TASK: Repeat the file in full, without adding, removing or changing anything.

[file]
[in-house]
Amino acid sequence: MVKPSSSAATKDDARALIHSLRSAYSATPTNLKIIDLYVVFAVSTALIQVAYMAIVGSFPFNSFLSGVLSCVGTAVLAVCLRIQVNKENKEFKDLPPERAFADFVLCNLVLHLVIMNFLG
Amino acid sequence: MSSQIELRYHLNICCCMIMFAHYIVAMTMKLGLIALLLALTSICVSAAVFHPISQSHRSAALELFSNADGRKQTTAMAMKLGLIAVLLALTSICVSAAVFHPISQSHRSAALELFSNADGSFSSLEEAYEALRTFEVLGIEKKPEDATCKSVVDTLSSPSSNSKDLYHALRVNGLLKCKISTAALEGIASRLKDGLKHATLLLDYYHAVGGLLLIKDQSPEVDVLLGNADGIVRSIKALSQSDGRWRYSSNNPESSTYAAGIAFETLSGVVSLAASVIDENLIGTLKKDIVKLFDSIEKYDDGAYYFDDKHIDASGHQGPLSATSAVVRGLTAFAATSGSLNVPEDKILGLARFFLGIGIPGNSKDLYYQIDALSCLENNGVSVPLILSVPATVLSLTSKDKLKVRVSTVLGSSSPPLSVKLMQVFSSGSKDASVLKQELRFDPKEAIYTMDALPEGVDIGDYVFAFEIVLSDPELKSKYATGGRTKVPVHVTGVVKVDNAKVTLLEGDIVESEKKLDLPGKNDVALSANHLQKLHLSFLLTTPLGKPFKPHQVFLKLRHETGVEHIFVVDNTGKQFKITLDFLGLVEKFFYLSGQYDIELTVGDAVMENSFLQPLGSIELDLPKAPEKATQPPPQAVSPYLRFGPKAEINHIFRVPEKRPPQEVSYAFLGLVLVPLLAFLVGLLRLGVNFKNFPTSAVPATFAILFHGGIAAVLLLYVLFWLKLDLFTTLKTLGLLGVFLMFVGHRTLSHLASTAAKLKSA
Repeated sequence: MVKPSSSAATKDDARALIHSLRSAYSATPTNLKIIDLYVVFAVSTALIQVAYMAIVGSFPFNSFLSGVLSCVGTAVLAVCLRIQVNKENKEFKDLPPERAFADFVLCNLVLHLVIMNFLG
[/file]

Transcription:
[in-house]
Amino acid sequence: MVKPSSSAATKDDARALIHSLRSAYSATPTNLKIIDLYVVFAVSTALIQVAYMAIVGSFPFNSFLSGVLSCVGTAVLAVCLRIQVNKENKEFKDLPPERAFADFVLCNLVLHLVIMNFLG
Amino acid sequence: MSSQIELRYHLNICCCMIMFAHYIVAMTMKLGLIALLLALTSICVSAAVFHPISQSHRSAALELFSNADGRKQTTAMAMKLGLIAVLLALTSICVSAAVFHPISQSHRSAALELFSNADGSFSSLEEAYEALRTFEVLGIEKKPEDATCKSVVDTLSSPSSNSKDLYHALRVNGLLKCKISTAALEGIASRLKDGLKHATLLLDYYHAVGGLLLIKDQSPEVDVLLGNADGIVRSIKALSQSDGRWRYSSNNPESSTYAAGIAFETLSGVVSLAASVIDENLIGTLKKDIVKLFDSIEKYDDGAYYFDDKHIDASGHQGPLSATSAVVRGLTAFAATSGSLNVPEDKILGLARFFLGIGIPGNSKDLYYQIDALSCLENNGVSVPLILSVPATVLSLTSKDKLKVRVSTVLGSSSPPLSVKLMQVFSSGSKDASVLKQELRFDPKEAIYTMDALPEGVDIGDYVFAFEIVLSDPELKSKYATGGRTKVPVHVTGVVKVDNAKVTLLEGDIVESEKKLDLPGKNDVALSANHLQKLHLSFLLTTPLGKPFKPHQVFLKLRHETGVEHIFVVDNTGKQFKITLDFLGLVEKFFYLSGQYDIELTVGDAVMENSFLQPLGSIELDLPKAPEKATQPPPQAVSPYLRFGPKAEINHIFRVPEKRPPQEVSYAFLGLVLVPLLAFLVGLLRLGVNFKNFPTSAVPATFAILFHGGIAAVLLLYVLFWLKLDLFTTLKTLGLLGVFLMFVGHRTLSHLASTAAKLKSA
Repeated sequence: MVKPSSSAATKDDARALIHSLRSAYSATPTNLKIIDLYVVFAVSTALIQVAYMAIVGSFPFNSFLSGVLSCVGTAVLAVCLRIQVNKENKEFKDLPPERAFADFVLCNLVLHLVIMNFLG